Italy blocks flights to and from Britain amid jitters over new coronavirus strain
Italian Foreign Minister Luigi Di Maio said his office informed British authorities before taking the step. /AFP

Italian Foreign Minister Luigi Di Maio said his office informed British authorities before taking the step. /AFP

Italy's Ministry of Foreign Affairs announced Sunday the country would temporarily ban flights between Italy and Britain, joining Belgium and the Netherlands in taking the dramatic step. The move came after British leaders said they had detected a new and more transmissible strain of the coronavirus.

Via social media, Italian Foreign Minister Luigi Di Maio said his office informed British authorities before taking the step.

"As a government, we have the duty to protect Italians and for this reason, after having warned the British government, the health ministry will sign a provision for the suspension of flights with the UK. Our priority is to protect Italy and our compatriots," Di Maio wrote.

According to Rome airport officials contacted Sunday by Xinhua, at least flights that had already loaded passengers in British or Italian airports were allowed to finish their flights, but that all air traffic between the two countries was "effectively halted" as of Sunday afternoon.

It is not clear how long the block would remain in force in Italy.

The ban on travel to and from Britain will remain in effect in the Netherlands until at least Jan. 1, while the Belgian order will be re-evaluated after 24 hours. The Belgian ban also includes train connections: Brussels (along with Paris) is one of two cities in mainland Europe where the Eurostar network connects with London.

In a statement, the Netherlands said the ban aimed to minimize the risk the new variant would spread "as much as possible."

The bans came after British Prime Minister Boris Johnson issued strict new lockdown rules for London and parts of England over the next two weeks as the infection rate there surged in recent days. Johnson said the country was suffering from a new variant of the deadly coronavirus that was as much as 70 percent more transmissible than previous variants of the virus.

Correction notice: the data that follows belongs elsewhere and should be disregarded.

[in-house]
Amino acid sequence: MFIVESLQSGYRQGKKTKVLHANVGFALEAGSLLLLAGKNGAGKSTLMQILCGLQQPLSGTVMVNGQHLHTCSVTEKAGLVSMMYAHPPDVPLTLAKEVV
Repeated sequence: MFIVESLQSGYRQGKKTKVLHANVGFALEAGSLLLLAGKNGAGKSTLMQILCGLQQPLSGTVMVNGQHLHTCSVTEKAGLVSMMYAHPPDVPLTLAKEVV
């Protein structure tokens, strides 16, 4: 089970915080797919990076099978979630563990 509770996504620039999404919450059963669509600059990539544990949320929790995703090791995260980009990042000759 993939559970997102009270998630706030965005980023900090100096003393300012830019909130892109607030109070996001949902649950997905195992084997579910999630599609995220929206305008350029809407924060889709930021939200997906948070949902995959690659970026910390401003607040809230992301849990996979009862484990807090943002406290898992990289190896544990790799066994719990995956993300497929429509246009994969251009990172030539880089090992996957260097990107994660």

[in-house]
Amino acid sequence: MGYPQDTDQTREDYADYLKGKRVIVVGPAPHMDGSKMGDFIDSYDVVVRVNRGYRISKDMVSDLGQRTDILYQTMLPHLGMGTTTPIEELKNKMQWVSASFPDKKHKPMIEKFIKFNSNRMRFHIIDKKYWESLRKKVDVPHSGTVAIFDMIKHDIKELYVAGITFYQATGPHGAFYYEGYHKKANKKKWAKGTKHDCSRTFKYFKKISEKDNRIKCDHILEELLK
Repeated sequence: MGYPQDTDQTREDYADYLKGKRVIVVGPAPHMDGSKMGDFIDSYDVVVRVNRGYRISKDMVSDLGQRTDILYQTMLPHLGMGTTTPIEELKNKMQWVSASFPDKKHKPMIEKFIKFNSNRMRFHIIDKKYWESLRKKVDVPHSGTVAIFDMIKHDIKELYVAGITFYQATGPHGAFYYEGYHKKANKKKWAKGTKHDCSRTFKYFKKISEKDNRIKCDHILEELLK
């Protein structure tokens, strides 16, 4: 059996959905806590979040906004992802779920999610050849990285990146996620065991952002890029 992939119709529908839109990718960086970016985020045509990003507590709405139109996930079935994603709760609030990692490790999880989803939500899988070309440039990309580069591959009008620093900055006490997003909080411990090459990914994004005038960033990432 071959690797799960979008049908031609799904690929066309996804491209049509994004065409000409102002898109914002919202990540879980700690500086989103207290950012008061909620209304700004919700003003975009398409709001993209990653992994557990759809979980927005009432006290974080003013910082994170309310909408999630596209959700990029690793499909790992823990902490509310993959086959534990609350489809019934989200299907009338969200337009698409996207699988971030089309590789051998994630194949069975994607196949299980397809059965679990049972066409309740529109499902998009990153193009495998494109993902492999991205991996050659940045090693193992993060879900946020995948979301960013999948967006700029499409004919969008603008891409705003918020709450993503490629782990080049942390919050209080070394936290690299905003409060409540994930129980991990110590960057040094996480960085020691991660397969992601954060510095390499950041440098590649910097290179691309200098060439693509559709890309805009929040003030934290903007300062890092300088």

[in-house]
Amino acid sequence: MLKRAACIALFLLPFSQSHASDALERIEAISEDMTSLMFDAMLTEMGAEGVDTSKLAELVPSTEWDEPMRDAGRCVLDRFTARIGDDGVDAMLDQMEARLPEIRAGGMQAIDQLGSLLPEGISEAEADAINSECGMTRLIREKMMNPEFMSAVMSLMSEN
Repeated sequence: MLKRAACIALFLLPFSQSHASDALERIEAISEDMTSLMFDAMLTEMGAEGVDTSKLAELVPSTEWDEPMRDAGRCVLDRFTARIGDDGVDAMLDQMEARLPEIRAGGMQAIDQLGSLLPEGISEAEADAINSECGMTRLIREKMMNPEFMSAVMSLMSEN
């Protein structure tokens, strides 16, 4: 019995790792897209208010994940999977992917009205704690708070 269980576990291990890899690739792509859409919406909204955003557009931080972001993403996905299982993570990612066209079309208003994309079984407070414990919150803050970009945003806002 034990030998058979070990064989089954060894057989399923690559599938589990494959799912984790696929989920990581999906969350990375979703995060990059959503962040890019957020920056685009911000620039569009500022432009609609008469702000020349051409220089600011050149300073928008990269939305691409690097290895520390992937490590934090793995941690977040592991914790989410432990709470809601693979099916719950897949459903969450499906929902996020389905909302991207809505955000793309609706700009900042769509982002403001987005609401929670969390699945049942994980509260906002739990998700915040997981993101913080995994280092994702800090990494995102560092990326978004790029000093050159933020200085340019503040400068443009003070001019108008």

Johnson said the rules could be extended beyond the original two-week limit if conditions required it. "We bitterly regret that this is necessary," Johnson said during a televised press briefing late Saturday.

British Health Secretary Matt Hancock said the newly-identified strain of the virus was "out of control." But Hancock said that while the new strain was more contagious it was not deadlier than the original variant of the virus.

The World Health Organization (WHO) said it is studying the new variant of the virus in cooperation with Britain and would make the results of its analysis available when completed. In the meantime, the WHO continues "to advise people to take all protective measures to prevent the spread of the COVID-19 virus and comply with national authorities' guidance."

According to media reports, Austria, Germany and France are considering similar measures.

According to latest data from Italy's Ministry of Health, Italy has seen nearly 2 million coronavirus infections and nearly 70,000 deaths since the first official cases of the virus appeared in February. Starting in mid-November, the coronavirus infection rate has trended lower, though officials have warned the situation could get worse if health restrictions are not followed.

The development came as vaccines are being developed or approved in Germany, China, Russia, the United Kingdom and the United States, among others, to fight against the virus.

Source(s): Xinhua News Agency

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